Who Invented Paper?

  • The word “paper” came from the word “papyrus.” Papyrus was a plant abundant in Egypt. However, the acknowledged inventor of paper was a Chinese. So remember, as far as who invented paper is concerned, according to recorded history, the answer is a Chinese. The account below is how paper began.


    T’sai Lun Of China is the Winner!

    About 105 A.D. (some say 2000 years ago), there was a man from Lei-Yang, China named T’sai Lun. He was a courtier. He separated the fibers of huge wet mush. Paper is a mixture of pulped wood fibers and cotton or flax. They are pressed together then dried under the sun. That was what he did. That was how paper began. He spread it on a cloth mat framed with bamboo. After the sun had dried up the fiber mixture a new product emerged—paper. Thus, it is a by-product of other materials.

    But Paper is not Papyrus

    T’sai Lun may have had competitors in Egypt before for the title of who invented paper. But after careful weighing of facts, it was unanimously decided that he was really the one who invented paper. The papyrus that the Egyptians used was not really paper; it was more the bark of a plant, a raw unprocessed material. Paper, by definition, is a processed material derived from several raw materials. So the first man on earth who came up with the brilliant idea of inventing paper was T’sai Lun.


    Earlier Records of Writing Materials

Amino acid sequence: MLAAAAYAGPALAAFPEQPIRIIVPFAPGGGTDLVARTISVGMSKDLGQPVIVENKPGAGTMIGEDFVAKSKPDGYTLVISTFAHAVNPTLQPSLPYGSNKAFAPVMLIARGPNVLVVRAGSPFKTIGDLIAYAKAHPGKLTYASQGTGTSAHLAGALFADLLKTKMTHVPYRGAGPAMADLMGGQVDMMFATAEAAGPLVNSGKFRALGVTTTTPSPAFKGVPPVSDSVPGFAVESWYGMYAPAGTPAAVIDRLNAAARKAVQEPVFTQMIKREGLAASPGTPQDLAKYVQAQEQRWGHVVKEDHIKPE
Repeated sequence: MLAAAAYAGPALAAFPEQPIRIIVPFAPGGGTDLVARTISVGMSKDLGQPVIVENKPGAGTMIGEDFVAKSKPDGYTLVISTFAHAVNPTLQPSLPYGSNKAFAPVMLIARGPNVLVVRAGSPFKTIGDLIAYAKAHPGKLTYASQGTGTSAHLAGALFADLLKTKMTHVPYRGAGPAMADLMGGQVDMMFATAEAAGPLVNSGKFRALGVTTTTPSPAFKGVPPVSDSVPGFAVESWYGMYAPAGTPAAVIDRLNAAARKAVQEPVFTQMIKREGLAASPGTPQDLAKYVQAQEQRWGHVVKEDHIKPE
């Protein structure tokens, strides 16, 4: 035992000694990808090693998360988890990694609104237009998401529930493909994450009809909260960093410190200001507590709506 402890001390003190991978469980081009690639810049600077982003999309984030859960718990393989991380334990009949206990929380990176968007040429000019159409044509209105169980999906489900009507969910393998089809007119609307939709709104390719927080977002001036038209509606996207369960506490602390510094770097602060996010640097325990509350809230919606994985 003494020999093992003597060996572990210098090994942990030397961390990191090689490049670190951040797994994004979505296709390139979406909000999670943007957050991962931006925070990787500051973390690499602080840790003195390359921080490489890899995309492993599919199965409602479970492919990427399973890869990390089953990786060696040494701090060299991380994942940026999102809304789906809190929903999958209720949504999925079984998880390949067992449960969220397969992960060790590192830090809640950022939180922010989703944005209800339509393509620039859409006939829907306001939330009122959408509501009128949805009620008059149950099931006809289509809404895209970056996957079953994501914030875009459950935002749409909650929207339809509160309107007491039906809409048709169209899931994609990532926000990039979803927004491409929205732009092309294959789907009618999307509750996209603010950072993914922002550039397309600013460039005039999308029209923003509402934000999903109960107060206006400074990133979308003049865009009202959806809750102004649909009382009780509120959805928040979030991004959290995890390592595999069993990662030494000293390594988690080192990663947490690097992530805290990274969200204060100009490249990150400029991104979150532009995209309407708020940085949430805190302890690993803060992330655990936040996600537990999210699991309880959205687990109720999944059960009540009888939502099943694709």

To be sure, man had been using writing materials long before T’sai Lun invented paper. As in the case of other inventions, he developed other people’s works. Man first wrote on rocks, on cave walls, on wood, on stone tablets or wet clay, on tree barks, and several other materials. But who invented paper as we know the material today is none other than T’sai Lun. And his name alone is in recorded history as far as records of how paper began is concerned.

    T’sai Lun’s Legacy to Future Generations

    Perhaps, little did T’sai Lun realize that what he was making was about to benefit centuries of generations after him. Even in our modern computer and Internet age, we still rely heavily on his invention. Today, paper is produced in tons of rolls for global use. It comes in various types and texture, depending on the manner it will be used. This are all made possible by the invention of this Chinese thousands of years ago.